This tip is the most direct and the easiest one to support new habits, but it doesn’t always work in shared environments. I couldn’t just throw these food-related gifts in the garbage. Besides the fact that my mom is from a generation who believes you don’t waste food, it was her house and these were her gifts. However, if you can remove the unwanted choices, this is the first step to make it easier to support the choice you want to make. Consider this, not only in the things you stock your home with, but also for occasions when you’re traveling, or you’re picking a restaurant, etc.
- Minimize the Unwanted Choice.
Think “out of sight, out of mind.” Everyone in my family would put all the goodies in “the cabinet.” Let me tell you, years of living with my mom taught me that if I opened THAT cabinet, I would always find a sugar jackpot of deliciousness. That cabinet had to be addressed.
I moved the items from that cabinet and started curating. What can be labeled and frozen for later? What can be stored in the pantry for months? What can we give to others? Pretty soon, I was able to change the environment from one that had food and sweets everywhere to one that contained the sweets in hard-to-reach, closed cabinets. This reduced the number of times our minds had to make a decision about “Should I eat that or not?” But then, I went a step further. Instead of putting remaining sweets back in the cabinet, I moved things around and stored the Tupperware and storage containers in there instead. Trust me when I say, no one was more surprised than me whenever I would find myself bored, opening the cabinet to look for a little somethin’ sweet, only to have neatly organized glass storage containers and lids staring back at me. If they could talk, those storage containers would certainly have been snickering each time I fell for the same thing. “Oh Hello, Old Friend. Good to see old habits are still here.”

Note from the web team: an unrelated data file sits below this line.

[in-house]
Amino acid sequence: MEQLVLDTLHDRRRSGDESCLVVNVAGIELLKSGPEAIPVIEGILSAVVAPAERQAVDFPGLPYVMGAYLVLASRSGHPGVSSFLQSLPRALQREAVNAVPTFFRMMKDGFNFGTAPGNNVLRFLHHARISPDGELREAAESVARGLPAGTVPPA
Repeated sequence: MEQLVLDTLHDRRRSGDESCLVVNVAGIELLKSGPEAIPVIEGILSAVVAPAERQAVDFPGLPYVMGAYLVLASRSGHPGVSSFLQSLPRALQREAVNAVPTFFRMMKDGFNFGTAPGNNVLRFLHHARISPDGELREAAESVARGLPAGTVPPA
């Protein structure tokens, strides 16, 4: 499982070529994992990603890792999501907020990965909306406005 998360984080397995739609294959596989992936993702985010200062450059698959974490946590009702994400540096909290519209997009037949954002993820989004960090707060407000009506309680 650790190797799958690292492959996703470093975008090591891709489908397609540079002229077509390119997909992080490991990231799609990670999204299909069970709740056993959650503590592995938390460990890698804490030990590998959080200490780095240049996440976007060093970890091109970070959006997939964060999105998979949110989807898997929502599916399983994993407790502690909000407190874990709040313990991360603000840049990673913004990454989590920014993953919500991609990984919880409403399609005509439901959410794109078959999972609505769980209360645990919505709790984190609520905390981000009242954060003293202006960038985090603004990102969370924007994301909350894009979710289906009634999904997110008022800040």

Other ways to minimize unwanted choices include putting them in places you don’t normally choose to go to, or open. You can also put these items in opaque containers so you can’t see what’s inside.
- Make Desired Choices More Available.
The last thing to do is to up the real estate of the desired choices: think location, location, location. Put a bowl of fresh fruit on the counter. Make sure chopped and prepped veggies are front and center in the fridge. Keep the choices you want to make in your sightline and somewhere that is accessible and inviting. A client used to keep her treadmill in the corner of her basement, but hated using it because it was uninspiring. Moving the treadmill to the first-floor guest bedroom meant having a window with a view and a TV for entertainment. How can you make the things you want to use more available and more inspiring?
In the end, the 11 days I got to spend as my mom’s roommate were wonderful. I was reminded of such a necessary component of well-being: relationships. And how time with loved ones (whether you’re in a routine or not) can be a great boost to your overall well-being. Plus, I had the chance to really see the positive impacts of my daily well-being practices and how they support me (or don’t, when ignored).
It’s not enough to have a practice, you have to create an environment and system that enables that practice to happen.
About the Author
Kara is a Signature Leaders faculty member.
Kara Mohr, PhD, FACSM is an internationally recognized dynamic keynote speaker who is known for her expertise and experience in the areas of mindset, resilience, strategies for physical, emotional, and mental well-being and behavior change. For more than 25 years, Kara has been using her warm and engaging style to inspire teams and individuals to transform their understanding of personal energy and well-being.
Kara is co-founder of Mohr Results, Inc., a well-being company that focuses on well-being content creation and facilitation to help people & organizations create healthy, thriving cultures that value well-being, relationships, the human experience, and performance.
Head to Mohr Results to see more about Kara.